Tactics, Techniques & Procedures (TTP)

Selection processes for all three of the Danish Special Forces Units are incredibly rigorous. Generally, existing Danish Army, Navy, and Air Service troops will apply for coveted placements within the Special Forces. The timeline of Special Forces Selections is as follows:

  1. Pre-Course – Candidates must take several pre-courses in land navigation, swimming, and basic shooting

  2. Patrol Course – An eight-week course, introductory operational training course

  3. Selection Course – An eight-week course, which includes training and testing to assess candidates’ suitability for Special Forces

  4. Physical Programme – Runs concurrently with the selection course – includes training and ongoing physical testing as part of the selection process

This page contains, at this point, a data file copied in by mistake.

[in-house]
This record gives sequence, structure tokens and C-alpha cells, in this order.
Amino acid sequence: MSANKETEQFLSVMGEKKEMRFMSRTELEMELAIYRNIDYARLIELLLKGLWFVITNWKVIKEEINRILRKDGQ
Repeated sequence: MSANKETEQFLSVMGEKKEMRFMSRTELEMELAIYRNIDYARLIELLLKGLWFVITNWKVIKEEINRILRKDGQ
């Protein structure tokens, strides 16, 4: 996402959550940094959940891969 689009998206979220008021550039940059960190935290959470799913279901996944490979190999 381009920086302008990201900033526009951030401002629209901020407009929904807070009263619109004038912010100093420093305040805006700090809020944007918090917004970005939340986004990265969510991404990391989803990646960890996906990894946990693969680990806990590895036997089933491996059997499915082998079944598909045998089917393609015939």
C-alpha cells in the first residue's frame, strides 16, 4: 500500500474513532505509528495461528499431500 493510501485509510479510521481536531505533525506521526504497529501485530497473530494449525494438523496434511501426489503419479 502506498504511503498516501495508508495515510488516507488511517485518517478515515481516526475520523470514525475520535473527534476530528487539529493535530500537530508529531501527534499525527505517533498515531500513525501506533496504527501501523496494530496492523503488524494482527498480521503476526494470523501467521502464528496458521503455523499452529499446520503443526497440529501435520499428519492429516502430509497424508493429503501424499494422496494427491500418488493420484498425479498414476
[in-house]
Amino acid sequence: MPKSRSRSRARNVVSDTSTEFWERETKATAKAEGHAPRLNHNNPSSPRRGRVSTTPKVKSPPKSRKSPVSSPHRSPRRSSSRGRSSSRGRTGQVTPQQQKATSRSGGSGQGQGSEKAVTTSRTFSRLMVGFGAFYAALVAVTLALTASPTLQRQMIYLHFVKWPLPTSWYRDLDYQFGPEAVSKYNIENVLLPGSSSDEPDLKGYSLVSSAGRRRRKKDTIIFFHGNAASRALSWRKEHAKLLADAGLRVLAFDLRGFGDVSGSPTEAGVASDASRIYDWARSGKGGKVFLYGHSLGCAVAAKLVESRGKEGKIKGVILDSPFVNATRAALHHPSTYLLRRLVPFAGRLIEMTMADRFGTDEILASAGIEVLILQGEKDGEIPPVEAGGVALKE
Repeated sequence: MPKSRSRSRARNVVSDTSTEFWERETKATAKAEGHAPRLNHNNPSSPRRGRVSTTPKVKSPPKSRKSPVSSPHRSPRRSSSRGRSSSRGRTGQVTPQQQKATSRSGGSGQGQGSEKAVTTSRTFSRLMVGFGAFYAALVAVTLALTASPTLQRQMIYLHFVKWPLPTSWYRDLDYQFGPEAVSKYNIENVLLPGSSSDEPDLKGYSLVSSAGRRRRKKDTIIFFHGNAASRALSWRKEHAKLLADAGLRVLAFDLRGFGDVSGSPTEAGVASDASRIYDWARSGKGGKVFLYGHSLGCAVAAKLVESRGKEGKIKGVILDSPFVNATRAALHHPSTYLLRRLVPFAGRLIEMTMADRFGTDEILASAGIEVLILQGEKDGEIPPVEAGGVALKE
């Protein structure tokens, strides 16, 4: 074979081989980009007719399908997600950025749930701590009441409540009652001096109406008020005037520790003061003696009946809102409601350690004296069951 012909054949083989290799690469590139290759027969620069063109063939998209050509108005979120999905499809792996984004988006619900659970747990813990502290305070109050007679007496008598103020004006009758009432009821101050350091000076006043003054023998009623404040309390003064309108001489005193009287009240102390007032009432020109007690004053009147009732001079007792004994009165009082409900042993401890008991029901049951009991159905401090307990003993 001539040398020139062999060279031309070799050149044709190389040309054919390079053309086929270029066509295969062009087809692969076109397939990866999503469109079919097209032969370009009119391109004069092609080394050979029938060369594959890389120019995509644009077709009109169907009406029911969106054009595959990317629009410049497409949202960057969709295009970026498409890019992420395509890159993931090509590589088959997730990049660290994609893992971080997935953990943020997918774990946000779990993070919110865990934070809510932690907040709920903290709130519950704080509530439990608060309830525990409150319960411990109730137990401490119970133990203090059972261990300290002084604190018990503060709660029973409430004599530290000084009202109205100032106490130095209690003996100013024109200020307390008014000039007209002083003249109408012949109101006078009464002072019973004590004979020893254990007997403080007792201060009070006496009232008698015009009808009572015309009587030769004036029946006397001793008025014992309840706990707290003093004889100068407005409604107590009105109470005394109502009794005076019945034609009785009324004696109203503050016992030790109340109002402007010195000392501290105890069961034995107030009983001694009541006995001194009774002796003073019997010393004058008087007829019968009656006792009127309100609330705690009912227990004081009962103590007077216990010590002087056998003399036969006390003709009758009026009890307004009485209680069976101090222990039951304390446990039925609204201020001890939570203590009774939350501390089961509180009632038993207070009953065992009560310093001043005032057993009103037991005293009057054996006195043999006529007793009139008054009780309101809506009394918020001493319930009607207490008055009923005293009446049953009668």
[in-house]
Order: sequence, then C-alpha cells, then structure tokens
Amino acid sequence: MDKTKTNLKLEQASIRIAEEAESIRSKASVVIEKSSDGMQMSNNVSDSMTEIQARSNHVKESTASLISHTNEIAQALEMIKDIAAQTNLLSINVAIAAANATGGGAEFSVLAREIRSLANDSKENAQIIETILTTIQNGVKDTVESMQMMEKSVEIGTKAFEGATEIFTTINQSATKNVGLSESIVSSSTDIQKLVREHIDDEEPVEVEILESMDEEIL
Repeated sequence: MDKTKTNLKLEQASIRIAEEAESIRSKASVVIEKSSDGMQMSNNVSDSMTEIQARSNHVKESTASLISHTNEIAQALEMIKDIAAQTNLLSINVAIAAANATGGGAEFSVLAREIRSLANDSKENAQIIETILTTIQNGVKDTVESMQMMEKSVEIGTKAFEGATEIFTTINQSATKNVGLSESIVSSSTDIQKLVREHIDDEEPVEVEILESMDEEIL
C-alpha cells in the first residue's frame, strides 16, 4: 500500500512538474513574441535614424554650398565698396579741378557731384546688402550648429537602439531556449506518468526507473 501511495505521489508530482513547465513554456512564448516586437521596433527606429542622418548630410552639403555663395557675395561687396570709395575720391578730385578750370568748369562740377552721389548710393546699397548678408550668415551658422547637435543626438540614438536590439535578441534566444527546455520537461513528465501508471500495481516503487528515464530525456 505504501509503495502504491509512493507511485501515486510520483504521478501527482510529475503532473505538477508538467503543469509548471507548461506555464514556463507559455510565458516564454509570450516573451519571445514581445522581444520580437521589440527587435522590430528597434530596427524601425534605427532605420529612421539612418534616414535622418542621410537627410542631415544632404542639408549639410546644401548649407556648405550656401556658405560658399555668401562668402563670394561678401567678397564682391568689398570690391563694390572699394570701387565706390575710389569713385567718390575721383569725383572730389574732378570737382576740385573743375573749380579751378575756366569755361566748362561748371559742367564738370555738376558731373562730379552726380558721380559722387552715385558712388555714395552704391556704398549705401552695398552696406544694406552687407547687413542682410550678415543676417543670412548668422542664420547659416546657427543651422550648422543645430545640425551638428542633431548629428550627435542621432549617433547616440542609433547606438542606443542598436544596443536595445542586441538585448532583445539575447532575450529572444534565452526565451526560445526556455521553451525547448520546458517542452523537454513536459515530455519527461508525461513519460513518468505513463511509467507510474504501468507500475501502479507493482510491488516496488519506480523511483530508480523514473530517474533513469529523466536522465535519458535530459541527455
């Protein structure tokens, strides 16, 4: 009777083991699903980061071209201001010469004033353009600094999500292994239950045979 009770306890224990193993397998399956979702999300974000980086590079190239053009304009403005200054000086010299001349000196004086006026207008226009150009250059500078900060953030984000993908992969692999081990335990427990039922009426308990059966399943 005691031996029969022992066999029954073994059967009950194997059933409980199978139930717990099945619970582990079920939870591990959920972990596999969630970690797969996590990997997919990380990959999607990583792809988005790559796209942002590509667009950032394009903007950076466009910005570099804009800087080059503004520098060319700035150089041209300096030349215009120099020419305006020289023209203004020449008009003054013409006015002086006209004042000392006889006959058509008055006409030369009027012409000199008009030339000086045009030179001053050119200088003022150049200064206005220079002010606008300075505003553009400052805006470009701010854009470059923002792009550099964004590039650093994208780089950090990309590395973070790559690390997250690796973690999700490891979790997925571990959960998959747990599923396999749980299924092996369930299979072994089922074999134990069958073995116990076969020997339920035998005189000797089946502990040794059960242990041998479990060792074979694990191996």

5. Special Forces Selection – Following the above, the Special Forces operatives are selected from the remaining applicants

  6. Special Forces Training – Candidates begin their full training with the relevant force

  7. Probationary Year – Further training and operational support. Further relevant qualifications such as parachute training, extreme weather condition training, and vehicle training – *This is additional to any force-specific training, such as specific maritime, land, or snow training used primarily by each unit

Danish Special Forces often undergo training and operations in collaboration with foreign Special Forces, such as that of the US, UK, Sweden, and France.